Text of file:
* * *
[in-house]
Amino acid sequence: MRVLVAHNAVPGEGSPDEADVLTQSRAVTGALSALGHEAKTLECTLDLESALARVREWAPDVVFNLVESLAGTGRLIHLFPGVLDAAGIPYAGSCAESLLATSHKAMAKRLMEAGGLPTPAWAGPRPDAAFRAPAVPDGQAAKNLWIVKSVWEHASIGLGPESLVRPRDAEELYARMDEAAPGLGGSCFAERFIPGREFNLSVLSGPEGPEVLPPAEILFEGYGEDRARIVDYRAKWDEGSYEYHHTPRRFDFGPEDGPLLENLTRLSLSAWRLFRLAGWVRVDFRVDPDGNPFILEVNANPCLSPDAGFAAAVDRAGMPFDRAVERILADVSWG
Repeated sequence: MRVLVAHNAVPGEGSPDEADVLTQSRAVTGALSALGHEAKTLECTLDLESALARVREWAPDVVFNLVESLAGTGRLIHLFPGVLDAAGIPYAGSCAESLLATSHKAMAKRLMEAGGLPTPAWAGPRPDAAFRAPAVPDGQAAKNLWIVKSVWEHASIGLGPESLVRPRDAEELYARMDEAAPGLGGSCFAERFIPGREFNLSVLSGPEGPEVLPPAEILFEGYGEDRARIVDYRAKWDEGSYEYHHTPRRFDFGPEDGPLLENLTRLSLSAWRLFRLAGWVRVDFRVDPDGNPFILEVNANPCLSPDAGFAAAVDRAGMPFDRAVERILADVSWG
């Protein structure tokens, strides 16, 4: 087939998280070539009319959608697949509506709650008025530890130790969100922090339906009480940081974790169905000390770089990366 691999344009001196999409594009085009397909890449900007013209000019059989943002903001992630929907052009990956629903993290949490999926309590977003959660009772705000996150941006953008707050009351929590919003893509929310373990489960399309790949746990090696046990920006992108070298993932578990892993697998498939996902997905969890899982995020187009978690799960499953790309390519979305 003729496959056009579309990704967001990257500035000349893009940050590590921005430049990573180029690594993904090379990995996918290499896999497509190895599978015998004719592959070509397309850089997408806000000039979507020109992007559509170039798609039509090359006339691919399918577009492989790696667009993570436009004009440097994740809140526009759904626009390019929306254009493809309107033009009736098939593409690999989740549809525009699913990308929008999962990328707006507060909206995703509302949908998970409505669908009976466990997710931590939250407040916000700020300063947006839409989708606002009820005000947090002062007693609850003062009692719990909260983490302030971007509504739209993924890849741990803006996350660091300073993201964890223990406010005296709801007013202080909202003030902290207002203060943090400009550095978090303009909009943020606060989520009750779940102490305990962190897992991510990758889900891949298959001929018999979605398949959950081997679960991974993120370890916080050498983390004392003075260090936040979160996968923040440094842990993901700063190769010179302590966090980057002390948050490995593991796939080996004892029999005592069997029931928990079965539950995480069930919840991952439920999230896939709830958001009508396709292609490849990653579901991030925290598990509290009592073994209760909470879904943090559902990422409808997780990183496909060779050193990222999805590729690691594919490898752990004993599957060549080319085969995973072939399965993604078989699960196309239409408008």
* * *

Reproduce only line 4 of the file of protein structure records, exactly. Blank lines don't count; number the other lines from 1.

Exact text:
């Protein structure tokens, strides 16, 4: 087939998280070539009319959608697949509506709650008025530890130790969100922090339906009480940081974790169905000390770089990366 691999344009001196999409594009085009397909890449900007013209000019059989943002903001992630929907052009990956629903993290949490999926309590977003959660009772705000996150941006953008707050009351929590919003893509929310373990489960399309790949746990090696046990920006992108070298993932578990892993697998498939996902997905969890899982995020187009978690799960499953790309390519979305 003729496959056009579309990704967001990257500035000349893009940050590590921005430049990573180029690594993904090379990995996918290499896999497509190895599978015998004719592959070509397309850089997408806000000039979507020109992007559509170039798609039509090359006339691919399918577009492989790696667009993570436009004009440097994740809140526009759904626009390019929306254009493809309107033009009736098939593409690999989740549809525009699913990308929008999962990328707006507060909206995703509302949908998970409505669908009976466990997710931590939250407040916000700020300063947006839409989708606002009820005000947090002062007693609850003062009692719990909260983490302030971007509504739209993924890849741990803006996350660091300073993201964890223990406010005296709801007013202080909202003030902290207002203060943090400009550095978090303009909009943020606060989520009750779940102490305990962190897992991510990758889900891949298959001929018999979605398949959950081997679960991974993120370890916080050498983390004392003075260090936040979160996968923040440094842990993901700063190769010179302590966090980057002390948050490995593991796939080996004892029999005592069997029931928990079965539950995480069930919840991952439920999230896939709830958001009508396709292609490849990653579901991030925290598990509290009592073994209760909470879904943090559902990422409808997780990183496909060779050193990222999805590729690691594919490898752990004993599957060549080319085969995973072939399965993604078989699960196309239409408008």